Oracle Scratchpad

November 22, 2016


Filed under: Oracle,Performance,Tuning — Jonathan Lewis @ 12:59 pm GMT Nov 22,2016

Many of the questions that appear on OTN are deceptively simple until you start thinking carefully about the implications; one such showed up a little while ago:

What i want to do is to delete rows from table where it matches condition upper(CATEGORY_DESCRIPTION) like ‘%BOOK%’.

At the same time i want these rows to be inserted into other table.

The first problem is this: how carefully does the requirement need to be stated before you can decide how to address it? Trying to imagine awkward scenarios, or boundary conditions, can help to clarify the issue.

If you delete before you insert, how do you find the data to insert ?

If you insert before you delete, what happens if someone updates a row you’ve copied so that it no longer matches the condition. Would it matter if the update changes the row in a way that leaves it matching the condition (what you’ve inserted is not totally consistent with what you’ve deleted).

If you insert before you delete, and someone executes some DML that makes another row match the requirement should you delete it (how do you avoid deleting it) or leave it in place.

Once you start kicking the problem about you’ll probably come to the conclusion that the requirement is for the delete and insert to be self-consistent – in other words what you delete has to be an exact match for what you insert as at the time you inserted it. You’ll ignore rows that come into scope in mid-process due to other activity, and you’ll have to stop people changing rows that are being transferred (in case there’s an audit trail that subsequently says that there was, at some point in time, a row that matched the condition but never arrived – and a row that has arrived that didn’t match the final condition of the rows that disappeared).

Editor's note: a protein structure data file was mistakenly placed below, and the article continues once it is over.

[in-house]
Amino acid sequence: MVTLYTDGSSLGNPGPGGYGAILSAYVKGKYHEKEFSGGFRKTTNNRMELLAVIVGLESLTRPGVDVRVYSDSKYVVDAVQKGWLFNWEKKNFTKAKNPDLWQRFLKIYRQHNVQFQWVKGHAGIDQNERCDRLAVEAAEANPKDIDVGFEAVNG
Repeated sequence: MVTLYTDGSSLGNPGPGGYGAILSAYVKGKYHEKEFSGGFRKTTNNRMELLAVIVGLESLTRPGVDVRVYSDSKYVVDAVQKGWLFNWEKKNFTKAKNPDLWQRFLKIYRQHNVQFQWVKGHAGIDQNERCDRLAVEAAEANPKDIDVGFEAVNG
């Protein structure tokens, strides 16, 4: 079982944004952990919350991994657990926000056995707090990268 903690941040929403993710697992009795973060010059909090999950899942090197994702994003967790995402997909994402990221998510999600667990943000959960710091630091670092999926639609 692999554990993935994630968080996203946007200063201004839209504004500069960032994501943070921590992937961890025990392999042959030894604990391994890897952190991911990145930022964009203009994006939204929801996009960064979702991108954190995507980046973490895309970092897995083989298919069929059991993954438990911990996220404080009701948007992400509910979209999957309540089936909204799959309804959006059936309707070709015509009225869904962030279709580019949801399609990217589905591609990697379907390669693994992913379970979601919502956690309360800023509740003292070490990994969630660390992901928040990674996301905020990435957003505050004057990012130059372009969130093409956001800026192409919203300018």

Somehow your code needs to lock the set of rows to be transferred and then transfer those rows and eliminate them. There are two “obvious” and simple strategies – readers are invited to propose others (or criticise the two I – or any of the comments – suggest). I’ll start with a simple data setup for testing:

rem     Script:         insert_delete.sql
rem     Author:         Jonathan Lewis
rem     Dated:          Nov 2016
rem     Purpose:
rem     Last tested

create table t1
select  object_id, object_name, owner
from    all_objects

alter table t1 add constraint t1_pk primary key(object_id);

create table t2
select  * from t1
where   rownum = 0

execute dbms_stats.gather_table_stats(user,'t1')
execute dbms_stats.gather_table_stats(user,'t2')

Option 1:

The simplest approach is often the best – until, perhaps, you spot the drawbacks – do a basic delete of the data to be transferred (which handles the locking) but wrap the statement in a PL/SQL block that captures the data (using the returning clause) and then inserts it into the target table as efficiently as possible. With thanks to Andrew Sayer who prompted this blog post:

        type t1_rows is table of t1%rowtype;
        t1_deleted t1_rows;

        delete from t1 where owner = 'SYSTEM'
        returning object_id, object_name, owner bulk collect into t1_deleted;

        forall i in 1..t1_deleted.count
                insert into t2 values t1_deleted(i);


The drawback to this, of course, is that if the volume to be transferred is large (where “large” is probably a fairly subjective measure) then you might not want to risk the volume of memory (PGA) it takes to gather all the data with the bulk collect.

Option 2:

For large volumes of data we could reduce the threat to the PGA by gathering only the rowids of the rows to be transferred (locking the rows as we do so) then do the insert and delete based on the rowids:

        type rid_type is table of rowid;
        r rid_type;

        cursor c1 is select rowid from t1 where owner = 'SYSTEM' for update;

        open c1;
        fetch c1 bulk collect into r;